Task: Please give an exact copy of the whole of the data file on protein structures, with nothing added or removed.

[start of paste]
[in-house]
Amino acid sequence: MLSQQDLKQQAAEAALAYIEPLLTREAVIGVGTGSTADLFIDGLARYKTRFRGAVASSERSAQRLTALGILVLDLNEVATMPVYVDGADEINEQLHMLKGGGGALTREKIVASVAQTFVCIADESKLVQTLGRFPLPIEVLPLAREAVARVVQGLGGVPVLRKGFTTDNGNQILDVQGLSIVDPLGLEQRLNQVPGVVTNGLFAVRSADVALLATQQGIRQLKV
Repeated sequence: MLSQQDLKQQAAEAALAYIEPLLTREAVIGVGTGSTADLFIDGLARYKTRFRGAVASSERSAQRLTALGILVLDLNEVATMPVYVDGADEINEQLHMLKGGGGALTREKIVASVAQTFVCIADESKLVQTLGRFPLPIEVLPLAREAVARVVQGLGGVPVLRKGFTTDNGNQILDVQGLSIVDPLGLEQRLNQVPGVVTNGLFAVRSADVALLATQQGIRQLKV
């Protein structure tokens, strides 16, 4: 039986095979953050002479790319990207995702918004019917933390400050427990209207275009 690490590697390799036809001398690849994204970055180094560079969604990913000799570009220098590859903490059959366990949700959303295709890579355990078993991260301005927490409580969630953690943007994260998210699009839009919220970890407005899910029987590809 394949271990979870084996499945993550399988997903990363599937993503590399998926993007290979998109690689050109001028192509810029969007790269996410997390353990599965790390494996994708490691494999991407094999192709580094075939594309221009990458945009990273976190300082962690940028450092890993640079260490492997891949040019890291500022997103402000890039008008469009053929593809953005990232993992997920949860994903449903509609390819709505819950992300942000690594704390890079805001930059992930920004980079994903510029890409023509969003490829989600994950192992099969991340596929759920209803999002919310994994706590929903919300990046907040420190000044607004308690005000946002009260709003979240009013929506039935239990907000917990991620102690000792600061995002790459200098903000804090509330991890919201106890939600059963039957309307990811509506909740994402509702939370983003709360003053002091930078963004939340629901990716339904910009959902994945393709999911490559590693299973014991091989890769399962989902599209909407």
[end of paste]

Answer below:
[in-house]
Amino acid sequence: MLSQQDLKQQAAEAALAYIEPLLTREAVIGVGTGSTADLFIDGLARYKTRFRGAVASSERSAQRLTALGILVLDLNEVATMPVYVDGADEINEQLHMLKGGGGALTREKIVASVAQTFVCIADESKLVQTLGRFPLPIEVLPLAREAVARVVQGLGGVPVLRKGFTTDNGNQILDVQGLSIVDPLGLEQRLNQVPGVVTNGLFAVRSADVALLATQQGIRQLKV
Repeated sequence: MLSQQDLKQQAAEAALAYIEPLLTREAVIGVGTGSTADLFIDGLARYKTRFRGAVASSERSAQRLTALGILVLDLNEVATMPVYVDGADEINEQLHMLKGGGGALTREKIVASVAQTFVCIADESKLVQTLGRFPLPIEVLPLAREAVARVVQGLGGVPVLRKGFTTDNGNQILDVQGLSIVDPLGLEQRLNQVPGVVTNGLFAVRSADVALLATQQGIRQLKV
């Protein structure tokens, strides 16, 4: 039986095979953050002479790319990207995702918004019917933390400050427990209207275009 690490590697390799036809001398690849994204970055180094560079969604990913000799570009220098590859903490059959366990949700959303295709890579355990078993991260301005927490409580969630953690943007994260998210699009839009919220970890407005899910029987590809 394949271990979870084996499945993550399988997903990363599937993503590399998926993007290979998109690689050109001028192509810029969007790269996410997390353990599965790390494996994708490691494999991407094999192709580094075939594309221009990458945009990273976190300082962690940028450092890993640079260490492997891949040019890291500022997103402000890039008008469009053929593809953005990232993992997920949860994903449903509609390819709505819950992300942000690594704390890079805001930059992930920004980079994903510029890409023509969003490829989600994950192992099969991340596929759920209803999002919310994994706590929903919300990046907040420190000044607004308690005000946002009260709003979240009013929506039935239990907000917990991620102690000792600061995002790459200098903000804090509330991890919201106890939600059963039957309307990811509506909740994402509702939370983003709360003053002091930078963004939340629901990716339904910009959902994945393709999911490559590693299973014991091989890769399962989902599209909407």